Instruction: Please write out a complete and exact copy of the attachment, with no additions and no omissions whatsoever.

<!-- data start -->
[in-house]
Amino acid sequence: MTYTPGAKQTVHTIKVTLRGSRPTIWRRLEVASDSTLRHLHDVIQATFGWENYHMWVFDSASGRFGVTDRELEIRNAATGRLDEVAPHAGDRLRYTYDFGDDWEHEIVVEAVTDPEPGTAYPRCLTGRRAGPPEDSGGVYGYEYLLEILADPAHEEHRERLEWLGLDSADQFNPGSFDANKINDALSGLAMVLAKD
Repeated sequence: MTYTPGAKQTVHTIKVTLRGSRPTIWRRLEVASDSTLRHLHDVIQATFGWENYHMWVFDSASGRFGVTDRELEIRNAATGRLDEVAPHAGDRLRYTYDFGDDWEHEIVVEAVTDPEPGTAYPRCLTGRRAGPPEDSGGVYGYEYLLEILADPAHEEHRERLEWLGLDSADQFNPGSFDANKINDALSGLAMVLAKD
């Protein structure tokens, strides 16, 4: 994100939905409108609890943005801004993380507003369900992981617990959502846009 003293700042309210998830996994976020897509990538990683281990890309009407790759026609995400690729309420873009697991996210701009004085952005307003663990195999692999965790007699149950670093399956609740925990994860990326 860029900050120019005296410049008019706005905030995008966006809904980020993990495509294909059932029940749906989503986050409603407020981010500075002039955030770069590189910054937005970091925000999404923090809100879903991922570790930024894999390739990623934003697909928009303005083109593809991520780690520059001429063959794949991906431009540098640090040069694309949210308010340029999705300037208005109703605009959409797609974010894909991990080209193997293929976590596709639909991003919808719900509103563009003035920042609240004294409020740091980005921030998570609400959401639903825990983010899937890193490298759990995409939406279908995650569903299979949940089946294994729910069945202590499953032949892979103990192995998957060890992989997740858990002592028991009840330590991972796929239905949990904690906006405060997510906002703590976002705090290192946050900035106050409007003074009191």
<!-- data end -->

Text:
[in-house]
Amino acid sequence: MTYTPGAKQTVHTIKVTLRGSRPTIWRRLEVASDSTLRHLHDVIQATFGWENYHMWVFDSASGRFGVTDRELEIRNAATGRLDEVAPHAGDRLRYTYDFGDDWEHEIVVEAVTDPEPGTAYPRCLTGRRAGPPEDSGGVYGYEYLLEILADPAHEEHRERLEWLGLDSADQFNPGSFDANKINDALSGLAMVLAKD
Repeated sequence: MTYTPGAKQTVHTIKVTLRGSRPTIWRRLEVASDSTLRHLHDVIQATFGWENYHMWVFDSASGRFGVTDRELEIRNAATGRLDEVAPHAGDRLRYTYDFGDDWEHEIVVEAVTDPEPGTAYPRCLTGRRAGPPEDSGGVYGYEYLLEILADPAHEEHRERLEWLGLDSADQFNPGSFDANKINDALSGLAMVLAKD
């Protein structure tokens, strides 16, 4: 994100939905409108609890943005801004993380507003369900992981617990959502846009 003293700042309210998830996994976020897509990538990683281990890309009407790759026609995400690729309420873009697991996210701009004085952005307003663990195999692999965790007699149950670093399956609740925990994860990326 860029900050120019005296410049008019706005905030995008966006809904980020993990495509294909059932029940749906989503986050409603407020981010500075002039955030770069590189910054937005970091925000999404923090809100879903991922570790930024894999390739990623934003697909928009303005083109593809991520780690520059001429063959794949991906431009540098640090040069694309949210308010340029999705300037208005109703605009959409797609974010894909991990080209193997293929976590596709639909991003919808719900509103563009003035920042609240004294409020740091980005921030998570609400959401639903825990983010899937890193490298759990995409939406279908995650569903299979949940089946294994729910069945202590499953032949892979103990192995998957060890992989997740858990002592028991009840330590991972796929239905949990904690906006405060997510906002703590976002705090290192946050900035106050409007003074009191």